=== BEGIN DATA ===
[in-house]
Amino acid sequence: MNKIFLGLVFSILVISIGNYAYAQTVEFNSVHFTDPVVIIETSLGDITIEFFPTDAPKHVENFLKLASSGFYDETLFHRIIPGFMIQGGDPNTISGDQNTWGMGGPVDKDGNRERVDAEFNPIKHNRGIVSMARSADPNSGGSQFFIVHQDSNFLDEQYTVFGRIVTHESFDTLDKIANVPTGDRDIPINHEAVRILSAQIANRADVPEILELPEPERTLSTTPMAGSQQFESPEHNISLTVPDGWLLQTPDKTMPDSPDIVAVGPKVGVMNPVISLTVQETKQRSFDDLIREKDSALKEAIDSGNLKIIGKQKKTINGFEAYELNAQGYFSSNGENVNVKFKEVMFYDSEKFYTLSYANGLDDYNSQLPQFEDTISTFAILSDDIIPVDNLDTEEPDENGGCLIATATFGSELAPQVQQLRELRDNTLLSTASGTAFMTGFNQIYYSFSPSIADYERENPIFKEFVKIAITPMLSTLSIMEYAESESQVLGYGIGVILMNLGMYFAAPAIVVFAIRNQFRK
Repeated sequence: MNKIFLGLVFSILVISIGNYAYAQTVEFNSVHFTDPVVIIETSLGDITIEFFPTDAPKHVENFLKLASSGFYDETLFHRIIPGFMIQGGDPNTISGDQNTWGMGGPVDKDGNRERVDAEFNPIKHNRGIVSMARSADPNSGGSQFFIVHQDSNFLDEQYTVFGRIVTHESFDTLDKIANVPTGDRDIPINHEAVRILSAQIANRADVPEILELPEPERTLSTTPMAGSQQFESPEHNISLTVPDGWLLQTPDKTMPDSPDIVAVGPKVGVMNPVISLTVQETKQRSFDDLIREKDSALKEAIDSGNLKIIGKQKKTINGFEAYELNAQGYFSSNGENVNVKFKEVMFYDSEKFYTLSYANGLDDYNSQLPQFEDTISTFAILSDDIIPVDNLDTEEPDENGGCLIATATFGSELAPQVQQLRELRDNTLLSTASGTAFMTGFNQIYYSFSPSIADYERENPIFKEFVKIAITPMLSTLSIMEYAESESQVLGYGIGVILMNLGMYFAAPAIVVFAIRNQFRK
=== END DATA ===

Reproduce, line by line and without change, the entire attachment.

[in-house]
Amino acid sequence: MNKIFLGLVFSILVISIGNYAYAQTVEFNSVHFTDPVVIIETSLGDITIEFFPTDAPKHVENFLKLASSGFYDETLFHRIIPGFMIQGGDPNTISGDQNTWGMGGPVDKDGNRERVDAEFNPIKHNRGIVSMARSADPNSGGSQFFIVHQDSNFLDEQYTVFGRIVTHESFDTLDKIANVPTGDRDIPINHEAVRILSAQIANRADVPEILELPEPERTLSTTPMAGSQQFESPEHNISLTVPDGWLLQTPDKTMPDSPDIVAVGPKVGVMNPVISLTVQETKQRSFDDLIREKDSALKEAIDSGNLKIIGKQKKTINGFEAYELNAQGYFSSNGENVNVKFKEVMFYDSEKFYTLSYANGLDDYNSQLPQFEDTISTFAILSDDIIPVDNLDTEEPDENGGCLIATATFGSELAPQVQQLRELRDNTLLSTASGTAFMTGFNQIYYSFSPSIADYERENPIFKEFVKIAITPMLSTLSIMEYAESESQVLGYGIGVILMNLGMYFAAPAIVVFAIRNQFRK
Repeated sequence: MNKIFLGLVFSILVISIGNYAYAQTVEFNSVHFTDPVVIIETSLGDITIEFFPTDAPKHVENFLKLASSGFYDETLFHRIIPGFMIQGGDPNTISGDQNTWGMGGPVDKDGNRERVDAEFNPIKHNRGIVSMARSADPNSGGSQFFIVHQDSNFLDEQYTVFGRIVTHESFDTLDKIANVPTGDRDIPINHEAVRILSAQIANRADVPEILELPEPERTLSTTPMAGSQQFESPEHNISLTVPDGWLLQTPDKTMPDSPDIVAVGPKVGVMNPVISLTVQETKQRSFDDLIREKDSALKEAIDSGNLKIIGKQKKTINGFEAYELNAQGYFSSNGENVNVKFKEVMFYDSEKFYTLSYANGLDDYNSQLPQFEDTISTFAILSDDIIPVDNLDTEEPDENGGCLIATATFGSELAPQVQQLRELRDNTLLSTASGTAFMTGFNQIYYSFSPSIADYERENPIFKEFVKIAITPMLSTLSIMEYAESESQVLGYGIGVILMNLGMYFAAPAIVVFAIRNQFRK